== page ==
Bored With Snorkeling? Time to Take a Dive In a Yellow Submarine
BOSTON — For years people have rented cars, tuxedos, costumes, bicycles, folding chairs, even supermarket carpet-cleaning machines.
Now about to surface, at a rental cost most adults can afford at least once, is the two-passenger recreational submarine.
The new water toy is bound to make a splash at resorts and hotels. And it sure beats a canoe ride around a lake. It's a unique way for children and adults to explore a treasure trove of marine life.
SEAmobile was designed by entrepreneur Will Kohnen who got the idea for an "inexpensive" recreational sub while snorkeling in Acapulco, Mexico, in 1984.
"I couldn't believe how much marine life I was seeing in Acapulco waters with just snorkeling equipment," says Mr. Kohnen, an engineer at the time for one of California's top aerospace industries.
"And I hadn't even gone very deep. Later, when the idea of building a small submarine hit me, I realized that to attract customers a viewing depth of 50 feet would be plenty," he says.
SEAimagine Hydrospace Corp. of Claremont, Calif., is the builder of this highly engineered, sophisticated submersible, which last summer made 130 test dives of more than 50 feet off California's Catalina Island.
According to Mr. Kohnen, the company president, so much safety has been built into this product that even a 12-year-old can be trusted to man the controls.
One of the SEAmobile's biggest boosters is veteran underwater expert Don Walsh, president of International Maritime Inc., a firm that specializes in underwater projects.
Mr. Walsh made world headlines in 1960 when he dove almost seven miles beneath the ocean near Guam in a research sub named Trieste.
"A number of small, personal submarines have been built in the last 30 years, only most of them were undercapitalized and not insurable," Walsh says. "But the SEAmobile people are different. They have taken their time. They have built a foolproof submersible that is simple, rugged, and affordable.
"They have surveyors coming into their shop on a regular basis to make sure that their standards are in keeping with the American Bureau of Shipping, which will eventually classify their product," Walsh says. "[SEAimagine] is building an underwater craft that will be both practical and insurable."
Outstanding safety is provided by having an experienced diver tethered to the sub's deck, directly behind the waterproof bubble that holds the passengers and the controls they use to operate the sub. Also engineered into that deck are waterproof controls that the diver can use to override passenger decisions in emergencies. In addition, there is constant three-way radio communication between passengers, diver, and the support boat crew that remains anchored on the surface of the water. Part of that boat crew's job is to keep surface traffic away from the dive area.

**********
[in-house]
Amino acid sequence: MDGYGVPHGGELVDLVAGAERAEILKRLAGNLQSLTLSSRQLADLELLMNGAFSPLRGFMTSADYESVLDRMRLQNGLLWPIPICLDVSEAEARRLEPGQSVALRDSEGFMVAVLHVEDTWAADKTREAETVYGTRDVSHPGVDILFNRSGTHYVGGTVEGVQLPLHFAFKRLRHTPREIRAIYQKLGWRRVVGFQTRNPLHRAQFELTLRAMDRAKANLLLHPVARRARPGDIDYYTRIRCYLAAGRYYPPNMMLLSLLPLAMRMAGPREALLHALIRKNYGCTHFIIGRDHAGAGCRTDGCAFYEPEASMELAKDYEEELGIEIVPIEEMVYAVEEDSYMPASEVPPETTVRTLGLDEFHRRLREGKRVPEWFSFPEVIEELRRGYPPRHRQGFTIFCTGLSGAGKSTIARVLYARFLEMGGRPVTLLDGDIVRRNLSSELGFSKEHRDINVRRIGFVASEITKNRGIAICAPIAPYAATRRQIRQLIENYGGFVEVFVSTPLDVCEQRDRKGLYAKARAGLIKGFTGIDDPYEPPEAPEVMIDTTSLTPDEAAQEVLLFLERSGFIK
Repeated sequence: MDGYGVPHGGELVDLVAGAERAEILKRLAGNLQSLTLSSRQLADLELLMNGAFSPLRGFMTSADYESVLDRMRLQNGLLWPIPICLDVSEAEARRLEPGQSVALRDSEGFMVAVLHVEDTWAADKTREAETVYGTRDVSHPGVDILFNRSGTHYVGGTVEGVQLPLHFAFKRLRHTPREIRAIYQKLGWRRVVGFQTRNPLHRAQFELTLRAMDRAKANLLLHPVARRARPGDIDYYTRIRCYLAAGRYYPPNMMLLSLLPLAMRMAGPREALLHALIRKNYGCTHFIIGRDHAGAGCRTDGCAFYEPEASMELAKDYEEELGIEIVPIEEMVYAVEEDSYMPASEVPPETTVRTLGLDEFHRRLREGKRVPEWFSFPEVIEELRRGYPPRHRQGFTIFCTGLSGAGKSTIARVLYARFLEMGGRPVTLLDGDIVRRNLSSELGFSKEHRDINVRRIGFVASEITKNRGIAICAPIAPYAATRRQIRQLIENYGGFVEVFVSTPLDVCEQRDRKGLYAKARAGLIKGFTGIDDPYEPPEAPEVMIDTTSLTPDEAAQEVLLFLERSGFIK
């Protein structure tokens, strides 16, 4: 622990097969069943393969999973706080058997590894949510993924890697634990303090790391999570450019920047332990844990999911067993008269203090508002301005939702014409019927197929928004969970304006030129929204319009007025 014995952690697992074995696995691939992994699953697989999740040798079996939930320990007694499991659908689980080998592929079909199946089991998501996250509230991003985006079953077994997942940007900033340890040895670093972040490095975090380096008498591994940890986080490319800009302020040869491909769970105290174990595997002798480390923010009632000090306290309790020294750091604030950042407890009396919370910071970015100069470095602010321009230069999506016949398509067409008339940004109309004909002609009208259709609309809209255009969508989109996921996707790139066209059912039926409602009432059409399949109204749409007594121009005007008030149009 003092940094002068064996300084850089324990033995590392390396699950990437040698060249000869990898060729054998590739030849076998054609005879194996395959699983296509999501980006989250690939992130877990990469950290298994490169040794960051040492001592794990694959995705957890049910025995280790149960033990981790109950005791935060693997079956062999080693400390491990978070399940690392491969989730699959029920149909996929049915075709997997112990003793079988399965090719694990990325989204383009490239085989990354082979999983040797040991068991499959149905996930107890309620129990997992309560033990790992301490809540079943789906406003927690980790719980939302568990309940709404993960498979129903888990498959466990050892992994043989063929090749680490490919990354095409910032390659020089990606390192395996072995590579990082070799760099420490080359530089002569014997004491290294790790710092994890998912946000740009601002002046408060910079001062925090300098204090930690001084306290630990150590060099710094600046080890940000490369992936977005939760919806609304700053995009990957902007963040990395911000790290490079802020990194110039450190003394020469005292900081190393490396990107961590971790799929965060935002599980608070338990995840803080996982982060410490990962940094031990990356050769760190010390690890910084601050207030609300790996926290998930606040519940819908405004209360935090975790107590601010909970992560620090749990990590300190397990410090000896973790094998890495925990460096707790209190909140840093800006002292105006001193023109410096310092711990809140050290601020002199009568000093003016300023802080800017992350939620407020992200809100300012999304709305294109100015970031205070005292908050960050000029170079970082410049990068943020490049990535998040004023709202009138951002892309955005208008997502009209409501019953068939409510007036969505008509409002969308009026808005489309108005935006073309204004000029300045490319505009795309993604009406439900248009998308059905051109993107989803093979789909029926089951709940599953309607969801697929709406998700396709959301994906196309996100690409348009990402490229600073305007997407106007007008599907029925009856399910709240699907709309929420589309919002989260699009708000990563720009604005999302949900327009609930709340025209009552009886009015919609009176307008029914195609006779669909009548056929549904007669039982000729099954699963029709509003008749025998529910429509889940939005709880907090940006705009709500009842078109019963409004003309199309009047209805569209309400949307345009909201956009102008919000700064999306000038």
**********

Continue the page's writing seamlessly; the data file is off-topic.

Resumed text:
"Diving can be an awesome yet peaceful feeling," Kohnen explained. "Things immediately become very quiet when you close the top of the bubble and begin to slip beneath the water's surface. And with 360 degree vision, you never feel confined."
The cost for a two-passenger SEAmobile is expected to be around $200,000, along with a yearly maintenance contract not included in the price.
It will cost each of the two passengers $90 an hour to dive in the SEAmobile's pressurized hull - a huge acrylic bubble.
What Kohnen eventually did was to recruit 18 investors, including himself. Three of those investors gave up top-level engineering jobs to work full time on the sub's development. Overall the 18 partners raised $750,000 in project funds in just one year.
The SEAmobile - constructed from a combination of aluminum, fiberglass, and modern acrylics - is powered by 20 all-electric batteries. They resemble car batteries in size and can be recharged overnight. The sub has a maximum speed of 2 knots.
Basically the approximately 14-foot-long yellow SEAmobile resembles a two-passenger helicopter, minus the helicopter's vertical shaft and the propeller itself.
Inside the cabin, controls designed to make the sub move consist of a joy stick and push buttons. Passenger instruction takes about five minutes.
The SEAmobile's chief asset will be its low price, compared with other recreational subs costing millions, Kohnen says.
Once testing is completed early this year, the SEAmobile will be classified by the American Bureau of Shipping and certified by the US Coast Guard to the same standards as recreational submarines costing millions and designed to hold 48 passengers.